Textbook Pages 640-643

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Metaphor: Describes one thing as if it were something else.  Her eyes were saucers, wide with expectation.

Personification: Gives human qualities to something nonhuman.  The clarinets sang.

Similes: Use like or as to compare two unlike things.  the icy water was like stinging bees.

Alliteration: The repetition of consonant sounds at the beginnings of words, as in feathered friend.

Repetition: The repeated use of a sound, word, or phrase.

Assonance: The repetition of vowel sounds in stress syllables that end with different consonant sounds, as in fade and hay.

Consonance: The repetition of final consonant sounds in stressed syllables with different vowel sounds, as in end and hand.

Onomatopoeia: The use of words that imitate sounds, like Pow!

Rhyme: The repetition of sounds at the ends of words, such as thin skin.

Rhythm: The pattern of strong and weak beats, as well as pauses, in a poem.  Rhythm in music and in poetry are similar.

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Lines: Adds natural pauses by breaking up a poem into many individual parts.  Each line may be punctuated differently, or not at all.  A capital letter usually introduces the beginning of a line.

Stanzas: The arrangement of groups of lines to create an appearance on the page or to organize thoughts.  Each stanza is set off from the next stanza by a blank line below it.  Certain forms of poetry have a set number of lines and a rhythmical pattern that each stanza must follow.  Others, like free verse, have not such restrictions.

Meter: The rhythmical pattern, or the arrangement and umber of stressed and unstressed syllables.  Strong and weak beats can be indicated, as follows: whose WOODS these ARE i THINK i KNOW.

Rhyme Scheme: The pattern of rhyme in a poem.  It is written in letters; aabb is a stanza whose first two and last two lines rhyme.

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Epic: Long narrative poems that tell an exciting or inspiring story, usually about a hero.  As fits its subject, an epic has a serious, elevated ton and sometimes has a regular meter.  Epics often begin with an appeal to a museā€”the beings that the ancient Greeks believed controlled inspiration in the arts.

Ballads: Song-like poems that tell a story, often dealing with adventure, tragedy, or romance.

Free Verse Poetry: Defined by its lack of strict structure.  It has not regular meter, no intentional rhyme, no fixed line length, and no specific stanza pattern.  Instead, the poet chooses a loose structure that fits the poem.

Limericks: Humorous five-line poems with a specific rhythmic pattern and an aabba rhyme scheme.

Concrete Poem: A poem in which the words are arranged on the page to forma a shape that suggests the topic or ideas in the poem.  Concrete poems often have a lighthearted or humorous tone.  Their structure is loose, without regular meter, though they may rhyme.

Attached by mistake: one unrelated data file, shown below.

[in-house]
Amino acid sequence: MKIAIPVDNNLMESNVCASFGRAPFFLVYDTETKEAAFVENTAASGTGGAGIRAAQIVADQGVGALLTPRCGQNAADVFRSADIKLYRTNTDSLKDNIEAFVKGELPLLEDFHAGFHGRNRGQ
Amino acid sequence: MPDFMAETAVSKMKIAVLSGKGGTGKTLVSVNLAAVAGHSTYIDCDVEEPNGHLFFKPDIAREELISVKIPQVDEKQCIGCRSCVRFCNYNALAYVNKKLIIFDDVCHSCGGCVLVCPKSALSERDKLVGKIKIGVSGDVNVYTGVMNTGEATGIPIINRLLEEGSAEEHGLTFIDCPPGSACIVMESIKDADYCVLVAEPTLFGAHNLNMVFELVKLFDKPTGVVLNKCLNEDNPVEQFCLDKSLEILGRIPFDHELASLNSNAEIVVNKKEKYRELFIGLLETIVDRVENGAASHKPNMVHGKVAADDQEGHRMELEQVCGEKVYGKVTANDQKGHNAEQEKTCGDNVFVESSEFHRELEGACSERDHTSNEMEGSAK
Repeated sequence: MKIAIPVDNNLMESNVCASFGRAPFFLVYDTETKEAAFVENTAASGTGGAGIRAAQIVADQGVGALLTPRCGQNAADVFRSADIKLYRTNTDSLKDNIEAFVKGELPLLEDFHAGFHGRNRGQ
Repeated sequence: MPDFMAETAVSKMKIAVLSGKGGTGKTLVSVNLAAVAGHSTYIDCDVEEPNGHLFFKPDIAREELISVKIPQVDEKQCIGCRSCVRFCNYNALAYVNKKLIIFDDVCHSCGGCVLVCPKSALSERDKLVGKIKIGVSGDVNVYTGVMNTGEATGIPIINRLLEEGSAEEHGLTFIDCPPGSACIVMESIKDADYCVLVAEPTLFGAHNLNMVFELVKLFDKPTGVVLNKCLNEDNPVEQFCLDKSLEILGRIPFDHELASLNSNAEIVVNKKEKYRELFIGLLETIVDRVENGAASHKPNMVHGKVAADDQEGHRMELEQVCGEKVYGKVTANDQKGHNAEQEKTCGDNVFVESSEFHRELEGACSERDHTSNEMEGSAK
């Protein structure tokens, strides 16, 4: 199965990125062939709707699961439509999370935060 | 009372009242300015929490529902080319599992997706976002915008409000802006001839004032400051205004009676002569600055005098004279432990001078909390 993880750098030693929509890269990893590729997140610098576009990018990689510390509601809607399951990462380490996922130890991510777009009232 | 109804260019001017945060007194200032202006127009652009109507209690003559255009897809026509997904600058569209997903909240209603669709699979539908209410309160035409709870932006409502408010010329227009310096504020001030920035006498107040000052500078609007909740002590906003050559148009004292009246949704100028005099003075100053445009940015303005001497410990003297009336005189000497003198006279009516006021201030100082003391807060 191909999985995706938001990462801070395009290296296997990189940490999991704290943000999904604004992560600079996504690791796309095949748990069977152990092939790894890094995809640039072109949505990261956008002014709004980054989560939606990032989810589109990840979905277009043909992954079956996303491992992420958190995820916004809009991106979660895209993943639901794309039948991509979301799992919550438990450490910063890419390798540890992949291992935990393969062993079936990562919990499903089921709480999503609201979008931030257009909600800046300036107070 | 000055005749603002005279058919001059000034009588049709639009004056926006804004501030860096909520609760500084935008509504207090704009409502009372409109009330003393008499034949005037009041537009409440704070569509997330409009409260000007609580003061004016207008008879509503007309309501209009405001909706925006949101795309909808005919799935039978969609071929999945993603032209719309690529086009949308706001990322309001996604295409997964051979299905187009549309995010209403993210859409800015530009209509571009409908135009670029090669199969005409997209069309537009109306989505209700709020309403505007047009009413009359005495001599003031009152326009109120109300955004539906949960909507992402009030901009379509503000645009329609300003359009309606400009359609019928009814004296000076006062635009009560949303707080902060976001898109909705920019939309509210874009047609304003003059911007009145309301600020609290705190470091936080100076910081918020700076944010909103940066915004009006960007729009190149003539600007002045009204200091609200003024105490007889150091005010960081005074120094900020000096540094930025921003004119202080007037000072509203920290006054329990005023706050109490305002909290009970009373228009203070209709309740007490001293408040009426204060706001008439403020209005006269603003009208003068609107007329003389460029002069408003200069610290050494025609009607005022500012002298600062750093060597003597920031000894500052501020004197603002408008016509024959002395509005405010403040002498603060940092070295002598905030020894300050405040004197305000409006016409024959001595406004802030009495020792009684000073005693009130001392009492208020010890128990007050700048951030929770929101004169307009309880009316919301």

Haikus: Short, unrhymed poems, often about nature.  The form originated in Japan, but it simplicity and power has made it popular worldwide.  Its ton is often thoughtful, but it can be playful as well.

Poem Glossary

Albatross (Rime of the Ancient Mainer): A large long-winged seabird that spends most of its life in flight.

Decorum (The Raven): Dignity or good taste that is appropriate to a specific occasion.

Fickle (Fame is a Fickle Food): Likely to change, especially in affections, intentions, loyalties, or preferences.

Haunches (Fog): The part of the body comprising the hip, buttock, and upper thigh.

Impetuous (Paul Revere's Ride): Acting on the spur of the moment, without considering the consequences.

Keel (O Captain! My Captain!): The main structural element of a ship, stretching along the center line of its bottom from the bow to the stern.  It sometimes extends farther downward into the water to provide extra stability.

Larks (The Raven): Small songbirds with brownish feathers, noted for their songs.

Lore (The Raven): Acquired knowledge or wisdom on a subject such as local traditions, handed down by word of mouth and usually in the form of stories or historical anecdotes.

Melancholy (The Raven): A thoughtful or gentle sadness.

Nepenthe (The Raven): A supposed substance that people took in ancient times to forget their sadness or troubles.

Resonance (Old Pond): An intense and prolonged sound produced by sympathetic vibration.

Rime (Rime of the Ancient Mariner): A thin coating of frost formed on cold objects exposed to fog or cloud.

Shorn (The Raven): With hair cut short.

Tyrannous (Rime of the Ancient Mariner): cruel and unjust in the exercise of power or authority over others.

Undergrowth (The Road not Taken): Bushes, small trees, or other vegetation growing beneath the trees in a forest.